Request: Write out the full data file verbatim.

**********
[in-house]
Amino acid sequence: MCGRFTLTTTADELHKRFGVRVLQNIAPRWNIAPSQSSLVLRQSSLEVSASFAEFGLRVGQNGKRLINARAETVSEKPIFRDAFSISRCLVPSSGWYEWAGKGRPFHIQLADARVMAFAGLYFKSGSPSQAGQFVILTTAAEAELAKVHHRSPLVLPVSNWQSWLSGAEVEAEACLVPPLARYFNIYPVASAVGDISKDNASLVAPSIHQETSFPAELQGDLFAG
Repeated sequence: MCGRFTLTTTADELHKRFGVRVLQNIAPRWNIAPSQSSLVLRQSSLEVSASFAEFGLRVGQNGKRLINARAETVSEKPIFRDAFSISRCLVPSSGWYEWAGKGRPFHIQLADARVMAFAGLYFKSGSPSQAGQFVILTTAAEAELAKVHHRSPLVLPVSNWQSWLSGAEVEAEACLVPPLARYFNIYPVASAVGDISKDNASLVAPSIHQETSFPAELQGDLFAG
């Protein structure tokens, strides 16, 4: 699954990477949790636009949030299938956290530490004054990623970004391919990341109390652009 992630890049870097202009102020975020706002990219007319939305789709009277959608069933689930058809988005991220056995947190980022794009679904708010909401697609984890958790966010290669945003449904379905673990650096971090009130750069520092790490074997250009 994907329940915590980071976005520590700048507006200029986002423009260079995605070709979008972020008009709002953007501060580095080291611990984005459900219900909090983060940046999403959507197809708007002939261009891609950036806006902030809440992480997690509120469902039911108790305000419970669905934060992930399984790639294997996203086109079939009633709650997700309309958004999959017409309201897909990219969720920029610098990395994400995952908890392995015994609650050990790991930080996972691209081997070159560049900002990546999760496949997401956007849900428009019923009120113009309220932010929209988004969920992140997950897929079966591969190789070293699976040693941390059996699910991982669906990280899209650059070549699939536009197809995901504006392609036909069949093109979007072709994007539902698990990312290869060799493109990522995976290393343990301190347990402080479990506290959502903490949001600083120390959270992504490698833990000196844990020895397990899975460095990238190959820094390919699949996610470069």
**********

[in-house]
Amino acid sequence: MCGRFTLTTTADELHKRFGVRVLQNIAPRWNIAPSQSSLVLRQSSLEVSASFAEFGLRVGQNGKRLINARAETVSEKPIFRDAFSISRCLVPSSGWYEWAGKGRPFHIQLADARVMAFAGLYFKSGSPSQAGQFVILTTAAEAELAKVHHRSPLVLPVSNWQSWLSGAEVEAEACLVPPLARYFNIYPVASAVGDISKDNASLVAPSIHQETSFPAELQGDLFAG
Repeated sequence: MCGRFTLTTTADELHKRFGVRVLQNIAPRWNIAPSQSSLVLRQSSLEVSASFAEFGLRVGQNGKRLINARAETVSEKPIFRDAFSISRCLVPSSGWYEWAGKGRPFHIQLADARVMAFAGLYFKSGSPSQAGQFVILTTAAEAELAKVHHRSPLVLPVSNWQSWLSGAEVEAEACLVPPLARYFNIYPVASAVGDISKDNASLVAPSIHQETSFPAELQGDLFAG
């Protein structure tokens, strides 16, 4: 699954990477949790636009949030299938956290530490004054990623970004391919990341109390652009 992630890049870097202009102020975020706002990219007319939305789709009277959608069933689930058809988005991220056995947190980022794009679904708010909401697609984890958790966010290669945003449904379905673990650096971090009130750069520092790490074997250009 994907329940915590980071976005520590700048507006200029986002423009260079995605070709979008972020008009709002953007501060580095080291611990984005459900219900909090983060940046999403959507197809708007002939261009891609950036806006902030809440992480997690509120469902039911108790305000419970669905934060992930399984790639294997996203086109079939009633709650997700309309958004999959017409309201897909990219969720920029610098990395994400995952908890392995015994609650050990790991930080996972691209081997070159560049900002990546999760496949997401956007849900428009019923009120113009309220932010929209988004969920992140997950897929079966591969190789070293699976040693941390059996699910991982669906990280899209650059070549699939536009197809995901504006392609036909069949093109979007072709994007539902698990990312290869060799493109990522995976290393343990301190347990402080479990506290959502903490949001600083120390959270992504490698833990000196844990020895397990899975460095990238190959820094390919699949996610470069």